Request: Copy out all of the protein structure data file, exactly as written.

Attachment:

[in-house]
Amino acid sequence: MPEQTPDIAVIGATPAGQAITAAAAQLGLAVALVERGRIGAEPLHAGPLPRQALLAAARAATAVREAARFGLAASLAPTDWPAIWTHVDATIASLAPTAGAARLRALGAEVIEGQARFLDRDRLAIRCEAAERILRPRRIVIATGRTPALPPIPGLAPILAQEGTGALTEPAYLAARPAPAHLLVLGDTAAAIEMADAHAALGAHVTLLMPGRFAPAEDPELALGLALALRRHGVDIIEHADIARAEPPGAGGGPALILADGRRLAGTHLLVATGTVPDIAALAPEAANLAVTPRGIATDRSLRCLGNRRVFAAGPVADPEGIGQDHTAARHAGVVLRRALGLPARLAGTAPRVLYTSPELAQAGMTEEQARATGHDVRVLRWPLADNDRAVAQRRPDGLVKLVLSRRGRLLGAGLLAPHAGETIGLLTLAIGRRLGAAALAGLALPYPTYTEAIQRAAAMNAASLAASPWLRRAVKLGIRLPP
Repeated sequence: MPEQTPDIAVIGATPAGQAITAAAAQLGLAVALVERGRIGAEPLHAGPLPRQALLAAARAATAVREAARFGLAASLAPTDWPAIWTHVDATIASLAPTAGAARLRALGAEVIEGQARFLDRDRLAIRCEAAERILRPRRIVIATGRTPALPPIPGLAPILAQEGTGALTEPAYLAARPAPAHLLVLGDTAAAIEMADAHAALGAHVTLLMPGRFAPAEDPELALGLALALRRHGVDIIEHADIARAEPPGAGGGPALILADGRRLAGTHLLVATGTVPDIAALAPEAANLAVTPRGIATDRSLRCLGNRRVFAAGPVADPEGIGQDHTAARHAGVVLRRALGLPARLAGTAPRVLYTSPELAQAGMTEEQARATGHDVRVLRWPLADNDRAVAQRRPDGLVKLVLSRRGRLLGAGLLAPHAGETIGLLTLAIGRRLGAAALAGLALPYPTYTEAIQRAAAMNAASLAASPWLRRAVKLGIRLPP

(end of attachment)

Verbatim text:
[in-house]
Amino acid sequence: MPEQTPDIAVIGATPAGQAITAAAAQLGLAVALVERGRIGAEPLHAGPLPRQALLAAARAATAVREAARFGLAASLAPTDWPAIWTHVDATIASLAPTAGAARLRALGAEVIEGQARFLDRDRLAIRCEAAERILRPRRIVIATGRTPALPPIPGLAPILAQEGTGALTEPAYLAARPAPAHLLVLGDTAAAIEMADAHAALGAHVTLLMPGRFAPAEDPELALGLALALRRHGVDIIEHADIARAEPPGAGGGPALILADGRRLAGTHLLVATGTVPDIAALAPEAANLAVTPRGIATDRSLRCLGNRRVFAAGPVADPEGIGQDHTAARHAGVVLRRALGLPARLAGTAPRVLYTSPELAQAGMTEEQARATGHDVRVLRWPLADNDRAVAQRRPDGLVKLVLSRRGRLLGAGLLAPHAGETIGLLTLAIGRRLGAAALAGLALPYPTYTEAIQRAAAMNAASLAASPWLRRAVKLGIRLPP
Repeated sequence: MPEQTPDIAVIGATPAGQAITAAAAQLGLAVALVERGRIGAEPLHAGPLPRQALLAAARAATAVREAARFGLAASLAPTDWPAIWTHVDATIASLAPTAGAARLRALGAEVIEGQARFLDRDRLAIRCEAAERILRPRRIVIATGRTPALPPIPGLAPILAQEGTGALTEPAYLAARPAPAHLLVLGDTAAAIEMADAHAALGAHVTLLMPGRFAPAEDPELALGLALALRRHGVDIIEHADIARAEPPGAGGGPALILADGRRLAGTHLLVATGTVPDIAALAPEAANLAVTPRGIATDRSLRCLGNRRVFAAGPVADPEGIGQDHTAARHAGVVLRRALGLPARLAGTAPRVLYTSPELAQAGMTEEQARATGHDVRVLRWPLADNDRAVAQRRPDGLVKLVLSRRGRLLGAGLLAPHAGETIGLLTLAIGRRLGAAALAGLALPYPTYTEAIQRAAAMNAASLAASPWLRRAVKLGIRLPP